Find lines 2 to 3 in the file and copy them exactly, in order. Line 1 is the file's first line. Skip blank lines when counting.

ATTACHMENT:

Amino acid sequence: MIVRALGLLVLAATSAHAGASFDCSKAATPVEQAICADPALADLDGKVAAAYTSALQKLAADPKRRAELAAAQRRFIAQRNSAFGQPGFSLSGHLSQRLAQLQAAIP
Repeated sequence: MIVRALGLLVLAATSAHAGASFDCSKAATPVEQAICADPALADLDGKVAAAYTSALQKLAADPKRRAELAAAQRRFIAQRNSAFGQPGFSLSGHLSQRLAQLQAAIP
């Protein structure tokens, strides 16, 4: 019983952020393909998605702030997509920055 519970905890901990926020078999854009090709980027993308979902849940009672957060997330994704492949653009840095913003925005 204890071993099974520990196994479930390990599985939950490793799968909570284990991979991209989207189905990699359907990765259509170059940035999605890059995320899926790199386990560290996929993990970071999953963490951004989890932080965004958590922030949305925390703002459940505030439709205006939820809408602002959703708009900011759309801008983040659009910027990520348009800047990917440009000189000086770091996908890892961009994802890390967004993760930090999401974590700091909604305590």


Repeated sequence: MIVRALGLLVLAATSAHAGASFDCSKAATPVEQAICADPALADLDGKVAAAYTSALQKLAADPKRRAELAAAQRRFIAQRNSAFGQPGFSLSGHLSQRLAQLQAAIP
């Protein structure tokens, strides 16, 4: 019983952020393909998605702030997509920055 519970905890901990926020078999854009090709980027993308979902849940009672957060997330994704492949653009840095913003925005 204890071993099974520990196994479930390990599985939950490793799968909570284990991979991209989207189905990699359907990765259509170059940035999605890059995320899926790199386990560290996929993990970071999953963490951004989890932080965004958590922030949305925390703002459940505030439709205006939820809408602002959703708009900011759309801008983040659009910027990520348009800047990917440009000189000086770091996908890892961009994802890390967004993760930090999401974590700091909604305590």